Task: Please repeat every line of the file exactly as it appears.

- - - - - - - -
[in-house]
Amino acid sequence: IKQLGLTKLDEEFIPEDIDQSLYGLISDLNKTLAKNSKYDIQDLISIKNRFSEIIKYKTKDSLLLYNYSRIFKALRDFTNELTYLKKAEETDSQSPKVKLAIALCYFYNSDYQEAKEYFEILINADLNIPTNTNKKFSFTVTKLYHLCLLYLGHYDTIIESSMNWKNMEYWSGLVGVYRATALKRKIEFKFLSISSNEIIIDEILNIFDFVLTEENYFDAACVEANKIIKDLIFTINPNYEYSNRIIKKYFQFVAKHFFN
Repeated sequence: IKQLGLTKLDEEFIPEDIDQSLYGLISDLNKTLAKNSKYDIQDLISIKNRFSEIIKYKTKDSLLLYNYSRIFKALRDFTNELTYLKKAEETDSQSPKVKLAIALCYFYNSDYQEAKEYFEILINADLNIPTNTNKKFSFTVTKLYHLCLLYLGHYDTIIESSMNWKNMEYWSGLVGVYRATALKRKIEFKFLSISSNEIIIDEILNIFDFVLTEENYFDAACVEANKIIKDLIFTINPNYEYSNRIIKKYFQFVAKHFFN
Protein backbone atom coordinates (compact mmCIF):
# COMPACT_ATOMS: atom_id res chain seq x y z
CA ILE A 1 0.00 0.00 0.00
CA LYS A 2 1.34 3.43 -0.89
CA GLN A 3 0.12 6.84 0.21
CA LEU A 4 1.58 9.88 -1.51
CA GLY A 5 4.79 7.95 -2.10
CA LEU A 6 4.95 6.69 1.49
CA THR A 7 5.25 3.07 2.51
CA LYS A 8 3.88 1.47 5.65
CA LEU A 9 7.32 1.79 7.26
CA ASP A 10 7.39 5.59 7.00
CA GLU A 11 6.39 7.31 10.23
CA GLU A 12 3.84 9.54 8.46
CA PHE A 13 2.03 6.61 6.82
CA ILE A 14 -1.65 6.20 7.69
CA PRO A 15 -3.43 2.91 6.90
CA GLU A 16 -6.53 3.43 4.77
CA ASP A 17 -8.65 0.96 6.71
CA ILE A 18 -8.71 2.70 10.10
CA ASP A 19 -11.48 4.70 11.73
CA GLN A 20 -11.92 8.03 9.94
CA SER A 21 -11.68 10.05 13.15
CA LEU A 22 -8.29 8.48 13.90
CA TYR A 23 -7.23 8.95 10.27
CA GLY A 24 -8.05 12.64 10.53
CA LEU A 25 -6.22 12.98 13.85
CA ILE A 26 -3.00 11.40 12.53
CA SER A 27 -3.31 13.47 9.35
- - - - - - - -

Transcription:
[in-house]
Amino acid sequence: IKQLGLTKLDEEFIPEDIDQSLYGLISDLNKTLAKNSKYDIQDLISIKNRFSEIIKYKTKDSLLLYNYSRIFKALRDFTNELTYLKKAEETDSQSPKVKLAIALCYFYNSDYQEAKEYFEILINADLNIPTNTNKKFSFTVTKLYHLCLLYLGHYDTIIESSMNWKNMEYWSGLVGVYRATALKRKIEFKFLSISSNEIIIDEILNIFDFVLTEENYFDAACVEANKIIKDLIFTINPNYEYSNRIIKKYFQFVAKHFFN
Repeated sequence: IKQLGLTKLDEEFIPEDIDQSLYGLISDLNKTLAKNSKYDIQDLISIKNRFSEIIKYKTKDSLLLYNYSRIFKALRDFTNELTYLKKAEETDSQSPKVKLAIALCYFYNSDYQEAKEYFEILINADLNIPTNTNKKFSFTVTKLYHLCLLYLGHYDTIIESSMNWKNMEYWSGLVGVYRATALKRKIEFKFLSISSNEIIIDEILNIFDFVLTEENYFDAACVEANKIIKDLIFTINPNYEYSNRIIKKYFQFVAKHFFN
Protein backbone atom coordinates (compact mmCIF):
# COMPACT_ATOMS: atom_id res chain seq x y z
CA ILE A 1 0.00 0.00 0.00
CA LYS A 2 1.34 3.43 -0.89
CA GLN A 3 0.12 6.84 0.21
CA LEU A 4 1.58 9.88 -1.51
CA GLY A 5 4.79 7.95 -2.10
CA LEU A 6 4.95 6.69 1.49
CA THR A 7 5.25 3.07 2.51
CA LYS A 8 3.88 1.47 5.65
CA LEU A 9 7.32 1.79 7.26
CA ASP A 10 7.39 5.59 7.00
CA GLU A 11 6.39 7.31 10.23
CA GLU A 12 3.84 9.54 8.46
CA PHE A 13 2.03 6.61 6.82
CA ILE A 14 -1.65 6.20 7.69
CA PRO A 15 -3.43 2.91 6.90
CA GLU A 16 -6.53 3.43 4.77
CA ASP A 17 -8.65 0.96 6.71
CA ILE A 18 -8.71 2.70 10.10
CA ASP A 19 -11.48 4.70 11.73
CA GLN A 20 -11.92 8.03 9.94
CA SER A 21 -11.68 10.05 13.15
CA LEU A 22 -8.29 8.48 13.90
CA TYR A 23 -7.23 8.95 10.27
CA GLY A 24 -8.05 12.64 10.53
CA LEU A 25 -6.22 12.98 13.85
CA ILE A 26 -3.00 11.40 12.53
CA SER A 27 -3.31 13.47 9.35